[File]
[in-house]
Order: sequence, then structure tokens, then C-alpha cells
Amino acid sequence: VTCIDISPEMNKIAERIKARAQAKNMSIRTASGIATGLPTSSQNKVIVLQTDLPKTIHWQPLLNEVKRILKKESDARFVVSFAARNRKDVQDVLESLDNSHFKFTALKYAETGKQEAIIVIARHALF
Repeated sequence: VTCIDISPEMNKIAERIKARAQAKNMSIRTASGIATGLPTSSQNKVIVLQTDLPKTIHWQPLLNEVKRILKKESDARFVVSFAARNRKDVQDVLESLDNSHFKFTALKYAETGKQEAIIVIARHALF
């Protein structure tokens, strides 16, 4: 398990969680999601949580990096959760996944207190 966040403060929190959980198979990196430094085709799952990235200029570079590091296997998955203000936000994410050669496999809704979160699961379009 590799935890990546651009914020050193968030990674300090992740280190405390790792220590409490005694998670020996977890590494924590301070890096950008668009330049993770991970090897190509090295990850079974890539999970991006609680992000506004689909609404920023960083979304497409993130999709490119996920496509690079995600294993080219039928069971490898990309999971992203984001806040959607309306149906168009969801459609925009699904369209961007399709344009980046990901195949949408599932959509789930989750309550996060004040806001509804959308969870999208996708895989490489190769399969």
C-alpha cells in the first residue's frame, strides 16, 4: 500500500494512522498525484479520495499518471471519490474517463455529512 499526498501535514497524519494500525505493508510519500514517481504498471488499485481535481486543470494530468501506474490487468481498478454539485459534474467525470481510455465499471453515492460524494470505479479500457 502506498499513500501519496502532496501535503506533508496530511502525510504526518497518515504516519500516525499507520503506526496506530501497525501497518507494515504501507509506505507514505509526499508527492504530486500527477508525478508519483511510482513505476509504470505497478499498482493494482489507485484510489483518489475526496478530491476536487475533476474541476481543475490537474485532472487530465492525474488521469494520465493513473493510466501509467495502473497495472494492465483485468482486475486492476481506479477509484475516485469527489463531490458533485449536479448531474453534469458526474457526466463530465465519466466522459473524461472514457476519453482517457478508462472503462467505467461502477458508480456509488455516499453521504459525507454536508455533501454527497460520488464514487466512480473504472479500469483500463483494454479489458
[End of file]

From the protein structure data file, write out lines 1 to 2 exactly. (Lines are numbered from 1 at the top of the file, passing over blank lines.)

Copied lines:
[in-house]
Order: sequence, then structure tokens, then C-alpha cells